Henry Rousso warned that the engagement of historians as expert witnesses in trials, particularly highly politicized proceedings of mass crimes, risks a judicialization of history. This article tests Rousso’s argument through analysis of three quite different case studies: the Frankfurt Auschwitz trial; the Extraordinary Chambers in the Courts of Cambodia; and the International Crimes Tribunal in Bangladesh. It argues that Rousso’s objections misrepresent the Frankfurt Auschwitz trial, while failing to account for the engagement of historical expertise in mass atrocity trials beyond Europe. Paradoxically, Rousso’s criticisms are less suited to the European context that represents his purview, and apply more …


Legal Malpractice Claims: What The Data Indicate, Vincent R. Johnson Dec 2018

Legal Malpractice Claims: What The Data Indicate, Vincent R. Johnson

St. Mary's Journal on Legal Malpractice & Ethics

Abstract forthcoming


The Equifax Data Breach And The Resulting Legal Recourse, Caitlin Kenny Oct 2018

The Equifax Data Breach And The Resulting Legal Recourse, Caitlin Kenny

Brooklyn Journal of Corporate, Financial & Commercial Law

What happens when one’s sensitive information falls into the wrong hands? With the twenty-first century’s advancement of technology comes the increasing problem of data breaches wherein sensitive information is exposed. On September 7, 2017, Equifax, one of three major United States credit reporting agencies announced one of the largest data breaches in the history of the United States. The data breach affected approximately 145 million consumers and subsequently a wave of consumer class actions followed. This Note clarifies why class action lawsuits and arbitration are not viable legal remedies for massive data breaches where entities like credit reporting agencies are …


The Uncertain Status Of The Manifest Disregard Standard One Decade After Hall Street, Stuart M. Boyarsky Oct 2018

The Uncertain Status Of The Manifest Disregard Standard One Decade After Hall Street, Stuart M. Boyarsky

Dickinson Law Review (2017-Present)

The Federal Arbitration Act (FAA) enables parties to obtain quick and final resolution to disputes without incurring the costs, delays, and occasional publicity of litigation. Indeed, section 10 of the FAA enumerates four specific grounds on which courts may vacate arbitral awards: corruption, fraud, impartiality, and misconduct or incompetence. Yet over the past 60 years, a debate has raged over the existence of an additional ground: the arbitrator’s manifest disregard of the law.

The Supreme Court first enounced this standard in dicta in its 1953 decision in Wilko v. Swan. Over next four decades, every federal circuit court slowly …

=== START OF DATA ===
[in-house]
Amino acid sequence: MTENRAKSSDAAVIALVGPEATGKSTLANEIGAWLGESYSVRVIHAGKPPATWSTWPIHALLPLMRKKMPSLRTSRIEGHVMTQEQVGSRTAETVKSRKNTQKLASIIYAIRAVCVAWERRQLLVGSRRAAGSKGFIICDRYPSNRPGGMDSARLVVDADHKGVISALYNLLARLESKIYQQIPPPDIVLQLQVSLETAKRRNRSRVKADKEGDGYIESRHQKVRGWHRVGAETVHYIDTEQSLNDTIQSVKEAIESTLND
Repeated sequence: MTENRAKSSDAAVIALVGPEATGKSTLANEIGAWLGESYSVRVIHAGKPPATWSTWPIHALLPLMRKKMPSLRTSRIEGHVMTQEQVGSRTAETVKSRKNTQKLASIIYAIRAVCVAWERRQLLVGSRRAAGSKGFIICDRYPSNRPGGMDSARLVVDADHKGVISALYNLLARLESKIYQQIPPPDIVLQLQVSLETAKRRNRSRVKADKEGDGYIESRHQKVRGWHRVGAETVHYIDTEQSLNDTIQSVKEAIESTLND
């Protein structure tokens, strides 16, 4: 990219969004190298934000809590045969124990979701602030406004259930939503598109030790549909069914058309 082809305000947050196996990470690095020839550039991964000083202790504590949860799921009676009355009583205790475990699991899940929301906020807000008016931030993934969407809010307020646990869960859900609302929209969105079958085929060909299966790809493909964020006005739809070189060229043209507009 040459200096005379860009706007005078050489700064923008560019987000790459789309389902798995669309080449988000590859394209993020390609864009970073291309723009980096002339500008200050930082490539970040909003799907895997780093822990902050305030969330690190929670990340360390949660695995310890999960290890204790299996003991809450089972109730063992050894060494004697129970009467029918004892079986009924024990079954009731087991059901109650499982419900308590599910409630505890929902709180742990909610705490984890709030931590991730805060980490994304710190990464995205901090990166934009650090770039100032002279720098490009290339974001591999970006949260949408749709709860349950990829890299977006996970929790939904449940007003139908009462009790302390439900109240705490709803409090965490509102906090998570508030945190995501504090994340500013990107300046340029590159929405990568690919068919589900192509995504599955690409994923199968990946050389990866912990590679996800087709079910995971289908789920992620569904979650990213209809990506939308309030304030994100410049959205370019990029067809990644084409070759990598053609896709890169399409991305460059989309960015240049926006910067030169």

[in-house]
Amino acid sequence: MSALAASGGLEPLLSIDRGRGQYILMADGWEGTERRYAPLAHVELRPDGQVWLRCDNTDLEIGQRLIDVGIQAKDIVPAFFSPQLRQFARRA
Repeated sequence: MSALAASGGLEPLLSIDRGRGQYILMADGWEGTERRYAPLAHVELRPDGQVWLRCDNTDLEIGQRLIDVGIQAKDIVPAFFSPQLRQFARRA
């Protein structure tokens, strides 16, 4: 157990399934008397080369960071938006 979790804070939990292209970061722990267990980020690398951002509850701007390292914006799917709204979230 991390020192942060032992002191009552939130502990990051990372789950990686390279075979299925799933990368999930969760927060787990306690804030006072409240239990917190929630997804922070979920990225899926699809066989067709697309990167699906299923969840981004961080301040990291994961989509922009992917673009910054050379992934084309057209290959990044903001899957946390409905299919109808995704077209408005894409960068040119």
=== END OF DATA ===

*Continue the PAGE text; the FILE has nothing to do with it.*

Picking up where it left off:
Visibly (Un)Just: The Optics Of Grand Jury Secrecy And Police Violence, Nicole Smith Futrell Oct 2018

Visibly (Un)Just: The Optics Of Grand Jury Secrecy And Police Violence, Nicole Smith Futrell

Dickinson Law Review (2017-Present)

Police violence has become more visible to the public through racial justice activism and social justice advocates’ use of technology. Yet, the heightened visibility of policing has had limited impact on transparency and accountability in the legal process, particularly when a grand jury is empaneled to determine whether to issue an indictment in a case of police violence. When a grand jury decides not to indict, the requirement of grand jury secrecy prevents public disclosure of the testimony, witnesses, and evidence presented to the grand jury. Grand jury secrecy leaves those who have seen and experienced the act of police …


Recalibrating Cy Pres Settlements To Restore The Equilibrium, Michael J. Slobom Oct 2018

Recalibrating Cy Pres Settlements To Restore The Equilibrium, Michael J. Slobom

Dickinson Law Review (2017-Present)

Class action settlement funds become “non-distributable” when class members fail to claim their share of the settlement or the cost of distribution exceeds the value of individual claims. Before 1974, parties had two options for disposing of non-distributable funds: escheatment to the state or reversion to the defendant. Both options undermine unique objectives of the class action—namely, compensating small individual harms and deterring misconduct.

To balance the undermining effects of escheatment and reversion, courts incorporated the charitable trust doctrine of cy pres into the class action settlements context. Cy pres distributions direct non-distributable settlement funds to charities whose work aligns …


Rights And Retrenchment In The Trump Era, Stephen B. Burbank, Sean Farhang Oct 2018

Rights And Retrenchment In The Trump Era, Stephen B. Burbank, Sean Farhang

All Faculty Scholarship

Our aim in this essay is to leverage archival research, data and theoretical perspectives presented in our book, Rights and Retrenchment: The Counterrevolution against Federal Litigation, as a means to illuminate the prospects for retrenchment in the current political landscape. We follow the scheme of the book by separately considering the prospects for federal litigation retrenchment in three lawmaking sites: Congress, federal court rulemaking under the Rules Enabling Act, and the Supreme Court. Although pertinent data on current retrenchment initiatives are limited, our historical data and comparative institutional perspectives should afford a basis for informed prediction. Of course, little in …